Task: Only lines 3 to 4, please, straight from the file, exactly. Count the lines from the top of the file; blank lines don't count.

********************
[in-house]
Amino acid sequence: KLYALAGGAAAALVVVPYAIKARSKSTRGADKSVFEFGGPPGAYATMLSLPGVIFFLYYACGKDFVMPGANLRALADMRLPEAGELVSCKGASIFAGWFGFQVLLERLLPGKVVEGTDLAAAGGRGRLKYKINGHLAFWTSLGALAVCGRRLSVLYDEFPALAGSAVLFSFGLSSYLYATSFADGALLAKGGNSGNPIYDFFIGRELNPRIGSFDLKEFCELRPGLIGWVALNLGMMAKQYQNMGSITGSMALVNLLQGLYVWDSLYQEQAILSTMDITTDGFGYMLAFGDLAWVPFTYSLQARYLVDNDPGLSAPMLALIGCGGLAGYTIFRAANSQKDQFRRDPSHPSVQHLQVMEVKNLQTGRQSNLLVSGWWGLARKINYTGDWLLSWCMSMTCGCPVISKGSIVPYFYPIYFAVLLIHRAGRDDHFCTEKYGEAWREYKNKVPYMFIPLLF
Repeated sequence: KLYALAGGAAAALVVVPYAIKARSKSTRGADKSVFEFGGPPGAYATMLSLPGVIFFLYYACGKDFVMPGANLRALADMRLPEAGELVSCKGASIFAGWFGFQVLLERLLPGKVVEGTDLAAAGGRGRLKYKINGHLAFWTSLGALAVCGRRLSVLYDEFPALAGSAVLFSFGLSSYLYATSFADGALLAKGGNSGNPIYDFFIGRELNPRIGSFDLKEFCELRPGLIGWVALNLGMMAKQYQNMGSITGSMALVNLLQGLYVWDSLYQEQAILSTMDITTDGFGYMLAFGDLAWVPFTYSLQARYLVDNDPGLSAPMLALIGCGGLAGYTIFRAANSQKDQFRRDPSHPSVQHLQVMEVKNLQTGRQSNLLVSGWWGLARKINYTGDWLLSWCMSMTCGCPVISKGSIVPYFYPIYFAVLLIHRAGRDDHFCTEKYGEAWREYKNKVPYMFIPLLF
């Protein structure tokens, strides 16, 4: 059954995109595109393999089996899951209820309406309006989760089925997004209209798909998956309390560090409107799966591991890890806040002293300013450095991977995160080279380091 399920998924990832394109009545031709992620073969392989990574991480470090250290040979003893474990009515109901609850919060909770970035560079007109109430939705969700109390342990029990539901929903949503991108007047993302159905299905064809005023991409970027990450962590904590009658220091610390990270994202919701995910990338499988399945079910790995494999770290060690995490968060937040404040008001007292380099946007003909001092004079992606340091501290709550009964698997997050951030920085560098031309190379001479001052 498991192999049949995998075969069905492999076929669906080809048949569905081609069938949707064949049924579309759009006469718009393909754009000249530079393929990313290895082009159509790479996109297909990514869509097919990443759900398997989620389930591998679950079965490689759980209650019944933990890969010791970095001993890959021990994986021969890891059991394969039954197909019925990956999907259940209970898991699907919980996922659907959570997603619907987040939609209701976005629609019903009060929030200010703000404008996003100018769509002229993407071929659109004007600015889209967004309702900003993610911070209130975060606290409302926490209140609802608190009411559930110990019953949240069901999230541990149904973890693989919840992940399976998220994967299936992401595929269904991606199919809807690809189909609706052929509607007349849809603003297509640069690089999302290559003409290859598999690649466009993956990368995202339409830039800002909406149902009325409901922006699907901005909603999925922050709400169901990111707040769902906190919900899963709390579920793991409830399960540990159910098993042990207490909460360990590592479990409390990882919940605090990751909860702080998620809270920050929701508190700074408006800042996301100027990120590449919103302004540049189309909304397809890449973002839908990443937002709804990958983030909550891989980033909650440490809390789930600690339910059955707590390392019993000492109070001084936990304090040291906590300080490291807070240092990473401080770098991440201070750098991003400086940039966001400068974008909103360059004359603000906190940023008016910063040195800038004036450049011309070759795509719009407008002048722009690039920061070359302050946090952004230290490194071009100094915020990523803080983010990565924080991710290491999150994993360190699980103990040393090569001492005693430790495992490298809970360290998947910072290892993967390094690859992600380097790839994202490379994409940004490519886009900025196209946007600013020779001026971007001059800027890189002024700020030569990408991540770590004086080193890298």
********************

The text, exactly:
Repeated sequence: KLYALAGGAAAALVVVPYAIKARSKSTRGADKSVFEFGGPPGAYATMLSLPGVIFFLYYACGKDFVMPGANLRALADMRLPEAGELVSCKGASIFAGWFGFQVLLERLLPGKVVEGTDLAAAGGRGRLKYKINGHLAFWTSLGALAVCGRRLSVLYDEFPALAGSAVLFSFGLSSYLYATSFADGALLAKGGNSGNPIYDFFIGRELNPRIGSFDLKEFCELRPGLIGWVALNLGMMAKQYQNMGSITGSMALVNLLQGLYVWDSLYQEQAILSTMDITTDGFGYMLAFGDLAWVPFTYSLQARYLVDNDPGLSAPMLALIGCGGLAGYTIFRAANSQKDQFRRDPSHPSVQHLQVMEVKNLQTGRQSNLLVSGWWGLARKINYTGDWLLSWCMSMTCGCPVISKGSIVPYFYPIYFAVLLIHRAGRDDHFCTEKYGEAWREYKNKVPYMFIPLLF
């Protein structure tokens, strides 16, 4: 059954995109595109393999089996899951209820309406309006989760089925997004209209798909998956309390560090409107799966591991890890806040002293300013450095991977995160080279380091 399920998924990832394109009545031709992620073969392989990574991480470090250290040979003893474990009515109901609850919060909770970035560079007109109430939705969700109390342990029990539901929903949503991108007047993302159905299905064809005023991409970027990450962590904590009658220091610390990270994202919701995910990338499988399945079910790995494999770290060690995490968060937040404040008001007292380099946007003909001092004079992606340091501290709550009964698997997050951030920085560098031309190379001479001052 498991192999049949995998075969069905492999076929669906080809048949569905081609069938949707064949049924579309759009006469718009393909754009000249530079393929990313290895082009159509790479996109297909990514869509097919990443759900398997989620389930591998679950079965490689759980209650019944933990890969010791970095001993890959021990994986021969890891059991394969039954197909019925990956999907259940209970898991699907919980996922659907959570997603619907987040939609209701976005629609019903009060929030200010703000404008996003100018769509002229993407071929659109004007600015889209967004309702900003993610911070209130975060606290409302926490209140609802608190009411559930110990019953949240069901999230541990149904973890693989919840992940399976998220994967299936992401595929269904991606199919809807690809189909609706052929509607007349849809603003297509640069690089999302290559003409290859598999690649466009993956990368995202339409830039800002909406149902009325409901922006699907901005909603999925922050709400169901990111707040769902906190919900899963709390579920793991409830399960540990159910098993042990207490909460360990590592479990409390990882919940605090990751909860702080998620809270920050929701508190700074408006800042996301100027990120590449919103302004540049189309909304397809890449973002839908990443937002709804990958983030909550891989980033909650440490809390789930600690339910059955707590390392019993000492109070001084936990304090040291906590300080490291807070240092990473401080770098991440201070750098991003400086940039966001400068974008909103360059004359603000906190940023008016910063040195800038004036450049011309070759795509719009407008002048722009690039920061070359302050946090952004230290490194071009100094915020990523803080983010990565924080991710290491999150994993360190699980103990040393090569001492005693430790495992490298809970360290998947910072290892993967390094690859992600380097790839994202490379994409940004490519886009900025196209946007600013020779001026971007001059800027890189002024700020030569990408991540770590004086080193890298």